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Year of publication:


Author(s) Name(s) and Affiliation : Patricia Garnier INRA



The COP-soil model simulates the dynamics of organic pollutants during the decomposition of organic matter. The model is divided in two modules: one to simulate the dynamics of organic carbon (Zhang et al., 2012) and one to simulate the dynamics of organic pollutants (Lashermes et al., 2013). The model was used to simulate the pesticide dynamics during the decomposition of organic mulch residues at the soil surface (Aslam et al., 2014) or to simulate the dynamic of organic pollutants added with compost  (Geng et al., 2014).

The organic carbon module simulates the transformation of organic carbon during decomposition based on the biochemical composition of the added organic matter. Organic carbon is assumed to contain five pools with different grades of degradability. All of these pools are hydrolysed with specific rate constants following first-order kinetics. The growth of the microbial biomass is modelled by Monod kinetics. The organic pollutant module simulates different pools : a water-soluble pool, adsorbed fractions, non-extraction residues (NER) and the mineralised fraction. We added a compartment for all metabolites (denoted M) formed by the degradation of the parent molecule (P) that were both divided into soluble parts (Pw, Mw) and adsorbed parts (Pads, Mads). These two modules may be coupled to study the effect of organic carbon transformation on organic pollutant dynamics during decomposition. The assumptions for coupling the two modules were previously as follows:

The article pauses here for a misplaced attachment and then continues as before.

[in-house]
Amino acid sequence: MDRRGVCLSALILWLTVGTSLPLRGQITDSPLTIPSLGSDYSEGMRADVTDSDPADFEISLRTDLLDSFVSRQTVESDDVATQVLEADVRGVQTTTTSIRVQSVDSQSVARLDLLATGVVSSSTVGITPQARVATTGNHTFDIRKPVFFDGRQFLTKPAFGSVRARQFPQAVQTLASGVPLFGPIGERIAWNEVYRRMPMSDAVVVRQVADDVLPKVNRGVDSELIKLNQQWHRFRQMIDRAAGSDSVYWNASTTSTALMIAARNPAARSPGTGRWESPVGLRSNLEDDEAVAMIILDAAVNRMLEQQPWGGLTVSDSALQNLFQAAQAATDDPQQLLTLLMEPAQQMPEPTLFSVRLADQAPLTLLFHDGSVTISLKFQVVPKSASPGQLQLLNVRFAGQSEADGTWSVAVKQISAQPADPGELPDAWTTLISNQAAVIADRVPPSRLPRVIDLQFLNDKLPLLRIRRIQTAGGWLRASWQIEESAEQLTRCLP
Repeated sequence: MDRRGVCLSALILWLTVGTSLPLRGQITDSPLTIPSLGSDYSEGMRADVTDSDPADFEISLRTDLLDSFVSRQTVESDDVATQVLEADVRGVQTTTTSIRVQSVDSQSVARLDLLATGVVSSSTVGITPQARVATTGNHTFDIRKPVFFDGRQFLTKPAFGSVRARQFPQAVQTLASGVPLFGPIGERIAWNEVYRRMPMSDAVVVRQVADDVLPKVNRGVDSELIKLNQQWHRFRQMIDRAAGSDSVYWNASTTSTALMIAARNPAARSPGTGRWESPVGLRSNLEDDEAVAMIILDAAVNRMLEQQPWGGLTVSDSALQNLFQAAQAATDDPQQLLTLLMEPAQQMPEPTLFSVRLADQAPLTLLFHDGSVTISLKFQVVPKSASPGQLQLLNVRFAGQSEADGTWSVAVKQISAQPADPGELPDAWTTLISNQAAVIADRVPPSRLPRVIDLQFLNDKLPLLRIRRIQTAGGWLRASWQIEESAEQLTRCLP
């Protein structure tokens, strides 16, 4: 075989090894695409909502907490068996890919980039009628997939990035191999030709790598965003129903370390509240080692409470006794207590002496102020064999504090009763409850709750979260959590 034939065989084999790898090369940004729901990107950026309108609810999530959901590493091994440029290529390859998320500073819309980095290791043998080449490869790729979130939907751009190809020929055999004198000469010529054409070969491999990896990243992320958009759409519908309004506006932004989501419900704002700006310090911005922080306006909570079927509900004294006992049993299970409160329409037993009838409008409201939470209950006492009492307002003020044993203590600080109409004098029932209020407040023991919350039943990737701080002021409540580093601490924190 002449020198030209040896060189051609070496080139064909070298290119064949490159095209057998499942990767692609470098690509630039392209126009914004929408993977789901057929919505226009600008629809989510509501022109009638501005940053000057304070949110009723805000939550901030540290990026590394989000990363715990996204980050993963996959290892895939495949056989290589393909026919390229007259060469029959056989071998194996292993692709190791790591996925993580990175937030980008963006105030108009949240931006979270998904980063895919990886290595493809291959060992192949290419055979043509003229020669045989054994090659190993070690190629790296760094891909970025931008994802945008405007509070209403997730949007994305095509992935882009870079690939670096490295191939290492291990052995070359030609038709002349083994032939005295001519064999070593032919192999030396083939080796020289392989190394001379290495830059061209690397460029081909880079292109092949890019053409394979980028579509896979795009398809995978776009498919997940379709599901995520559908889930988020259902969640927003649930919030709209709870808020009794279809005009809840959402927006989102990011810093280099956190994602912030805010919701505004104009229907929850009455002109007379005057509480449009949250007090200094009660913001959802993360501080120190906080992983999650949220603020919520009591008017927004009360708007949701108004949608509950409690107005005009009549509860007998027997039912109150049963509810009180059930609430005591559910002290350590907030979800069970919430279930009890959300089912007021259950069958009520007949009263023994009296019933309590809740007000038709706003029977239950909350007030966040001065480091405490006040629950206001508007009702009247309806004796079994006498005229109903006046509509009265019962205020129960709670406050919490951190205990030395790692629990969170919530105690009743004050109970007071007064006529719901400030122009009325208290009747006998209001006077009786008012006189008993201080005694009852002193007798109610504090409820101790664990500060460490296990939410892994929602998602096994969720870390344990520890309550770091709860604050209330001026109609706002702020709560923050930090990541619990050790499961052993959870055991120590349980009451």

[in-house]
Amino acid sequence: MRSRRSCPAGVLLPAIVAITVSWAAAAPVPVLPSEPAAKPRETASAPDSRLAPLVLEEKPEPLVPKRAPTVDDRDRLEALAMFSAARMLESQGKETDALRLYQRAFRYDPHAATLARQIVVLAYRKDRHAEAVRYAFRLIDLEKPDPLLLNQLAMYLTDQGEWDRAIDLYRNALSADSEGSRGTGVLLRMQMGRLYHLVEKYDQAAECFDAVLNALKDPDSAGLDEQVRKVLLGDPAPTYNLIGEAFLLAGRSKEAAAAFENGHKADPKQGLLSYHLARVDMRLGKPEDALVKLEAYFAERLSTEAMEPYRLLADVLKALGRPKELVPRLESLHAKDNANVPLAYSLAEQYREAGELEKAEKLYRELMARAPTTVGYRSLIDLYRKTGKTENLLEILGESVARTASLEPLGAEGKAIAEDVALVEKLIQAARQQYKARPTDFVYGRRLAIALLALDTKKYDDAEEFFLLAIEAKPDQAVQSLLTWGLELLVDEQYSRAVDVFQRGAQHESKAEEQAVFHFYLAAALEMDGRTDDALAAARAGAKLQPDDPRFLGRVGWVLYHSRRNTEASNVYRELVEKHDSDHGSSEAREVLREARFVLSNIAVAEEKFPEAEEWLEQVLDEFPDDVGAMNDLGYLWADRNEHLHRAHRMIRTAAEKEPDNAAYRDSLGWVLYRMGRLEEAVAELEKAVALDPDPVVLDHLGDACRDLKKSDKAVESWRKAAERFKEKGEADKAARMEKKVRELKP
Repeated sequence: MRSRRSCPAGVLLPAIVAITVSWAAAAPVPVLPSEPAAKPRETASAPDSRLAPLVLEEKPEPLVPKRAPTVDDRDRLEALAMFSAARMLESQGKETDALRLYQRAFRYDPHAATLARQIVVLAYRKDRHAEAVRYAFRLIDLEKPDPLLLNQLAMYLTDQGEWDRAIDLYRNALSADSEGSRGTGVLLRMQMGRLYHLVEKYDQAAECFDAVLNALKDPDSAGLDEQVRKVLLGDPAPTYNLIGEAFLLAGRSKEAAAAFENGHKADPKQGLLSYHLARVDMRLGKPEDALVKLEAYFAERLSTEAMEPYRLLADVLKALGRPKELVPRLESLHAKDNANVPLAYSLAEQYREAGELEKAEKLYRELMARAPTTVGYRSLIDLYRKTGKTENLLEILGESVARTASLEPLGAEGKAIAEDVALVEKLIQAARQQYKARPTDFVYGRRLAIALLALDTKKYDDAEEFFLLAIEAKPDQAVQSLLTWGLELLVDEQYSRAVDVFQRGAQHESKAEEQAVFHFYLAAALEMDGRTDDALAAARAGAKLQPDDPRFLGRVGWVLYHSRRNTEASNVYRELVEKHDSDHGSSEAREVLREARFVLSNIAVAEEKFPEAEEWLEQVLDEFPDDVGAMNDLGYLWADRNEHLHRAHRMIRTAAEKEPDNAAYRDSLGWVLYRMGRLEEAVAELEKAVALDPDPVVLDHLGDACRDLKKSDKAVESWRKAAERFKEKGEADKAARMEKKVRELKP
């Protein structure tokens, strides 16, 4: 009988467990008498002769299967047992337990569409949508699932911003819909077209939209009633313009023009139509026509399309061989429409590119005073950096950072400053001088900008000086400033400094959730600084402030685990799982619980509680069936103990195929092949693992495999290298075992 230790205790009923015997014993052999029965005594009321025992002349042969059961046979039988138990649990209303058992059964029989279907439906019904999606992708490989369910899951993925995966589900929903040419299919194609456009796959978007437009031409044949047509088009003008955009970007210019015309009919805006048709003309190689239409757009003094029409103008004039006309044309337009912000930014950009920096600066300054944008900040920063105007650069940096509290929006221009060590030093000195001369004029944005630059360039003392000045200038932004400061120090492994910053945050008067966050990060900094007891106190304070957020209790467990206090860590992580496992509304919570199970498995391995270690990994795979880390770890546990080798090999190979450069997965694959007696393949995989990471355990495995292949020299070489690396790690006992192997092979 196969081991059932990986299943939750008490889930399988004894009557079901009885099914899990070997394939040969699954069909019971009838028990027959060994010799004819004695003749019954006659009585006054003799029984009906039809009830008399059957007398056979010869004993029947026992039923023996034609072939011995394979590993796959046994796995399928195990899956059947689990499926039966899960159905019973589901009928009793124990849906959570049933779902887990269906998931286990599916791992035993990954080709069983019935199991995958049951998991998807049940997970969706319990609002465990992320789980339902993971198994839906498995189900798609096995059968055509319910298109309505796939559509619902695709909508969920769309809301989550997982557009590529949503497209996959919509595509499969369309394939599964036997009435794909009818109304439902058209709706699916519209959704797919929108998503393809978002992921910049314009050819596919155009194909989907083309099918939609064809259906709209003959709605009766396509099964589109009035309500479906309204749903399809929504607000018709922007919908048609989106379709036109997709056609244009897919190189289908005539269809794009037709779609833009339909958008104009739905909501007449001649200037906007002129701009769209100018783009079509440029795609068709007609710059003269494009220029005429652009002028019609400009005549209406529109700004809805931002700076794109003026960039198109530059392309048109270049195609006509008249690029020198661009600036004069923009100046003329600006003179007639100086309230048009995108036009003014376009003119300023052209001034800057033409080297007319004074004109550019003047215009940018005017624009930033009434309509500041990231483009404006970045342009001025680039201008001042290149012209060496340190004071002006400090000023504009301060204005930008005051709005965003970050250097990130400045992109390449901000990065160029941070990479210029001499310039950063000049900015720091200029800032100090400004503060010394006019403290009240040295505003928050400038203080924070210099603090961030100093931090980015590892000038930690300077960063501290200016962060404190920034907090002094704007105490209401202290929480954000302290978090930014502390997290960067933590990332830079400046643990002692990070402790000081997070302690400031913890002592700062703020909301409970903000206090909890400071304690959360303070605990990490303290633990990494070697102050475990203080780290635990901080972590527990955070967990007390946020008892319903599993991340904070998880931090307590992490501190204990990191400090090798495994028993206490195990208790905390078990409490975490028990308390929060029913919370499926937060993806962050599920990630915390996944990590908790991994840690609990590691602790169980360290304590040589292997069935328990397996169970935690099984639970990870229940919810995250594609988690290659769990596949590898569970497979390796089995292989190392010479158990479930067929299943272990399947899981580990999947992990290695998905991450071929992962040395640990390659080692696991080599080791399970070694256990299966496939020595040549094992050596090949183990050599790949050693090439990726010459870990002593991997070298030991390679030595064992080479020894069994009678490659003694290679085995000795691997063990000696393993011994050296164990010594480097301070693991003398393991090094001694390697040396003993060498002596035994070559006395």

1. the organic pollutant distribution between soluble and adsorbed phases are described by instantaneous equilibrium and a kinetic process that can be dependent on the biochemical quality of organic matter
  2. the organic pollutant in the soluble pool were assumed to be degraded through co-metabolism by micro-organisms that use the energy obtained from the decomposition of organic matter
  3. the NER fraction was assumed to be formed by the stabilisation of adsorbed pesticide fractions, and its formation during organic matter decomposition was partly dependent on microbial activity.


Scientific articles

Aslam S., P. Benoit, F. Chabauty, V. Bergheaud, C. Geng, L. Vieublé-Gonod, P. Garnier. 2014. Modelling the impacts of maize decomposition on glyphosate dynamics in mulch. European Journal of Soil Science, 65 : 231-247.

Zhang Y., G. Lashermes, S. Houot, Y-G. Zhu, E. Barriuso, P. Garnier. 2014. COP-Compost: a software to study the degradation of Organic pollutants in composts. Environmental Science and Pollution Research, 21 : 2761-2776.

Lashermes G., Zhang Y., Houot S., Steyer J.P., Patureau D., Barriuso E., Garnier P. 2013. Simulation of organic matter and pollutant evolution during composting: the COP-COMPOST model. Journal of Environmental Quality, 42 : 361-372.

Geng C., C-S Haudin, Y. Zhang, G. Lashermes, S. Houot, P. Garnier. Modelling the release of organic micropollutants during compost decomposition in soil. Chemosphere in process.


Technical information

Operating system(s): Matlab

Output(s): organic matter mineralisation, pollutant dissipation

Export format(s): for excel

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